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Brain Res. 2011 Jan 12;1368:324-35. doi: 10.1016/j.brainres.2010.10.044. Epub 2010 Nov 12.

Spinal astrocytic activation contributes to mechanical allodynia in a mouse model of type 2 diabetes.

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Department of Hepatobiliary Surgery, Xijing Hospital, The Fourth Military Medical University, Xi'an 710032, PR China.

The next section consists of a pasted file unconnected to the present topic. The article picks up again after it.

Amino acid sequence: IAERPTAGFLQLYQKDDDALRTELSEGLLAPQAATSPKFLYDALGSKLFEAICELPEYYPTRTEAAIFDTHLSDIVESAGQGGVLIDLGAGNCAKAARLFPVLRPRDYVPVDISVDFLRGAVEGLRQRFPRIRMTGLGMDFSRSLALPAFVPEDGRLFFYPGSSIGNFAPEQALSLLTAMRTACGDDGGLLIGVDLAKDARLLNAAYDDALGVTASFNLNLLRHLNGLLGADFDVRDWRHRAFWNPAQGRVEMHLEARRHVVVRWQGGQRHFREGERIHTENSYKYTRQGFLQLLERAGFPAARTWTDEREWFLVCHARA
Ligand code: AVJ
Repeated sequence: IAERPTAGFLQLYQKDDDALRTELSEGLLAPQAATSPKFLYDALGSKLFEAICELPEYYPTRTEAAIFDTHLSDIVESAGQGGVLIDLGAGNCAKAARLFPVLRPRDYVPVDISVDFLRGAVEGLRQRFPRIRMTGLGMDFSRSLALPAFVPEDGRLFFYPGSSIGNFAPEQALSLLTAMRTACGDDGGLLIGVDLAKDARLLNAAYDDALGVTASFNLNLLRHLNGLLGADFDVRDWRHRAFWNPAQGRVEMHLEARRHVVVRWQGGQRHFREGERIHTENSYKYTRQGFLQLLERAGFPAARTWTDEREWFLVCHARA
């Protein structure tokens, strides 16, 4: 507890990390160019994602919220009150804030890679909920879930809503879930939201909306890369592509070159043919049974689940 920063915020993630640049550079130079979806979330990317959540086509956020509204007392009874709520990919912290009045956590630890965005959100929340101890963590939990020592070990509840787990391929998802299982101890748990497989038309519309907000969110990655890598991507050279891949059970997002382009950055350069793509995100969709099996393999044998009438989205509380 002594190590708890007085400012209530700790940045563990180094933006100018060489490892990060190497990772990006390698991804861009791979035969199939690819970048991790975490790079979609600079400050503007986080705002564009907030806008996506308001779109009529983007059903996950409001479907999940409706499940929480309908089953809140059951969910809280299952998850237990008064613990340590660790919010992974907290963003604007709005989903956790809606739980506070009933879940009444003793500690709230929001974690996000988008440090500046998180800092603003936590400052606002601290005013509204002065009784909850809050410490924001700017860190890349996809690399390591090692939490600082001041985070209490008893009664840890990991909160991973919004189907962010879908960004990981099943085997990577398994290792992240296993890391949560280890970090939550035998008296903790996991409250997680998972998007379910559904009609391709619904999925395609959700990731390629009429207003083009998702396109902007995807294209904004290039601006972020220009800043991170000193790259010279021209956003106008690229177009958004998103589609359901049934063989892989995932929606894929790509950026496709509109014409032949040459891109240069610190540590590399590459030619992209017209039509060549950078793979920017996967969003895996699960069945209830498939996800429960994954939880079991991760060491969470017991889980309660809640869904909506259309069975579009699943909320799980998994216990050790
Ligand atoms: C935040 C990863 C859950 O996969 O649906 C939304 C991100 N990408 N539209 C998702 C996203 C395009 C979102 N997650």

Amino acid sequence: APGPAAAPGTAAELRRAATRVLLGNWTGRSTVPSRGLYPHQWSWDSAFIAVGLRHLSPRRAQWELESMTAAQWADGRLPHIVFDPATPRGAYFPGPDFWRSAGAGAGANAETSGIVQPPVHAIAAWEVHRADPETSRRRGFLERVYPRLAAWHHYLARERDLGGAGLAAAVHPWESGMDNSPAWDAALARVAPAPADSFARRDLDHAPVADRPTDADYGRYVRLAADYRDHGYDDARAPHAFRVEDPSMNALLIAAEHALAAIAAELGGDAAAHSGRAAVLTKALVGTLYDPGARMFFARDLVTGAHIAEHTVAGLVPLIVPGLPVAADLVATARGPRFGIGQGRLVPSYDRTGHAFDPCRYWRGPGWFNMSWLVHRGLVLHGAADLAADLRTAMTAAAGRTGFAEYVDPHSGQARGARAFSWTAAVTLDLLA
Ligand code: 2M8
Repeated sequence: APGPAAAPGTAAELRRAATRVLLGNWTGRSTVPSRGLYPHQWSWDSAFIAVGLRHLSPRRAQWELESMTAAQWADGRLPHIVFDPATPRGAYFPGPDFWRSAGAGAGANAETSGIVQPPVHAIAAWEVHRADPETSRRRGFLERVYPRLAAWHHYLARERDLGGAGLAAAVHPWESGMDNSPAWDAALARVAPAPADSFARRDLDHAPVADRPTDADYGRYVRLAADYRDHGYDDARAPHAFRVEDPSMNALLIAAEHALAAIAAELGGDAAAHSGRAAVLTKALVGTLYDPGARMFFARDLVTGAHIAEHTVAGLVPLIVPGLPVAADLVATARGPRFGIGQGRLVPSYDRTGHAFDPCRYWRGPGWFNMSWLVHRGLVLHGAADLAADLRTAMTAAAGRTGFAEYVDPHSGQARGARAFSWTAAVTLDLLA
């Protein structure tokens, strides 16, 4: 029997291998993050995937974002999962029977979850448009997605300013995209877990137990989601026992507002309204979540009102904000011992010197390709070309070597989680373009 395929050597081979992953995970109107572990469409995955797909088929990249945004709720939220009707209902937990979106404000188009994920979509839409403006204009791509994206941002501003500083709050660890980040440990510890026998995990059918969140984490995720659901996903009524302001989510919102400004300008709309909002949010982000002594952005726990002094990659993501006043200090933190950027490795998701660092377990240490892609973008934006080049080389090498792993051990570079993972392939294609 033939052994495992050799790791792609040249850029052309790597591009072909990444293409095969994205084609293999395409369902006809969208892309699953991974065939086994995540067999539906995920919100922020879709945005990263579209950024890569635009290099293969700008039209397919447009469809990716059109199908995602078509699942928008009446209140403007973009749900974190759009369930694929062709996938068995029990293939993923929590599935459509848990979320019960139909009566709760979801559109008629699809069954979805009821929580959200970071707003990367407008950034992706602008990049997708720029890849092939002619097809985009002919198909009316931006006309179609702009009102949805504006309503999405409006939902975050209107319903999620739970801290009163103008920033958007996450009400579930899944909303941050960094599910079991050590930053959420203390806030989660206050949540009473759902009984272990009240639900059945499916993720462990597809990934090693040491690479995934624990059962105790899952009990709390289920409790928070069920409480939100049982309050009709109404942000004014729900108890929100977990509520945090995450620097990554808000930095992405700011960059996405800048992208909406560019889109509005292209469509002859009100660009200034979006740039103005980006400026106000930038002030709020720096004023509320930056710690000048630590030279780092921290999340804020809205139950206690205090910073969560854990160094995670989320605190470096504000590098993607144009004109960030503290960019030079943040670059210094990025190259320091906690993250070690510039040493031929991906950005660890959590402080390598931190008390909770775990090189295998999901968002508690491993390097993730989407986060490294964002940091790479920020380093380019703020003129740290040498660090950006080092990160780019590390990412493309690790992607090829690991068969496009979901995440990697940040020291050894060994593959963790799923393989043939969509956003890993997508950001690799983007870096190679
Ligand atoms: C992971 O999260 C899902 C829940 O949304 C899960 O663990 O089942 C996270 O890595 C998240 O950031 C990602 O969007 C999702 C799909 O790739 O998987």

Diabetic neuropathic pain (DNP) plays a major role in decreased life quality of type 2 diabetes patients, however, the molecular mechanisms underlying DNP remain unclear. Emerging research implicates the participation of spinal glial cells in some neuropathic pain models. However, it remains unknown whether spinal glial cells are activated under type 2 diabetic conditions and whether they contribute to diabetes-induced neuropathic pain. In the present study, using a db/db type 2 diabetes mouse model that displayed obvious mechanical allodynia, we found that spinal astrocyte but not microglia was dramatically activated. The mechanical allodynia was significantly attenuated by intrathecally administrated l-α-aminoadipate (astrocytic specific inhibitor) whereas minocycline (microglial specific inhibitor) did not have any effect on mechanical allodynia, which indicated that spinal astrocytic activation contributed to allodynia in db/db mice. Further study aimed to identify the detailed mechanism of astrocyte-induced allodynia in db/db mice. Results showed that spinal activated astrocytes dramatically increased interleukin (IL)-1β expression which may induce N-methyl-D-aspartic acid receptor (NMDAR) phosphorylation in spinal dorsal horn neurons to enhance pain transmission. Together, these results suggest that spinal activated astrocytes may be a crucial component of mechanical allodynia in type 2 diabetes and "Astrocyte-IL-1β-NMDAR-Neuron" pathway may be the detailed mechanism of astrocyte-induced allodynia. Thus, inhibiting astrocytic activation in the spinal dorsal horn may represent a novel therapeutic strategy for treating DNP.

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